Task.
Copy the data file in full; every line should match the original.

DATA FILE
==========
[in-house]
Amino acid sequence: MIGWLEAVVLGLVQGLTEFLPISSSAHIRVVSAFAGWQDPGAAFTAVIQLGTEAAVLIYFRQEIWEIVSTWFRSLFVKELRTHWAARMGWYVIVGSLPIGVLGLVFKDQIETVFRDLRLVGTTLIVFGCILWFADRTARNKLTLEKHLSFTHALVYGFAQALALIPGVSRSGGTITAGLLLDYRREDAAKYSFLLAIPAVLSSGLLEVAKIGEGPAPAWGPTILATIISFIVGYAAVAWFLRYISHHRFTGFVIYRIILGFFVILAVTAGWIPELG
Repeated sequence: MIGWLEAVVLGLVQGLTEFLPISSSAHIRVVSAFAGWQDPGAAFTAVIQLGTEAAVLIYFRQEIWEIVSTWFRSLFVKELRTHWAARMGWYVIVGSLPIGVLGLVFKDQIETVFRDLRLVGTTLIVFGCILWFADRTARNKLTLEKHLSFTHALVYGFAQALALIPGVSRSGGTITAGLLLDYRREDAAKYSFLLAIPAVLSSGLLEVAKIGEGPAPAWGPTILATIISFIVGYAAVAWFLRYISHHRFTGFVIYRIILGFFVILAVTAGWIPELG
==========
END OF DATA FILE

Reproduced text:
[in-house]
Amino acid sequence: MIGWLEAVVLGLVQGLTEFLPISSSAHIRVVSAFAGWQDPGAAFTAVIQLGTEAAVLIYFRQEIWEIVSTWFRSLFVKELRTHWAARMGWYVIVGSLPIGVLGLVFKDQIETVFRDLRLVGTTLIVFGCILWFADRTARNKLTLEKHLSFTHALVYGFAQALALIPGVSRSGGTITAGLLLDYRREDAAKYSFLLAIPAVLSSGLLEVAKIGEGPAPAWGPTILATIISFIVGYAAVAWFLRYISHHRFTGFVIYRIILGFFVILAVTAGWIPELG
Repeated sequence: MIGWLEAVVLGLVQGLTEFLPISSSAHIRVVSAFAGWQDPGAAFTAVIQLGTEAAVLIYFRQEIWEIVSTWFRSLFVKELRTHWAARMGWYVIVGSLPIGVLGLVFKDQIETVFRDLRLVGTTLIVFGCILWFADRTARNKLTLEKHLSFTHALVYGFAQALALIPGVSRSGGTITAGLLLDYRREDAAKYSFLLAIPAVLSSGLLEVAKIGEGPAPAWGPTILATIISFIVGYAAVAWFLRYISHHRFTGFVIYRIILGFFVILAVTAGWIPELG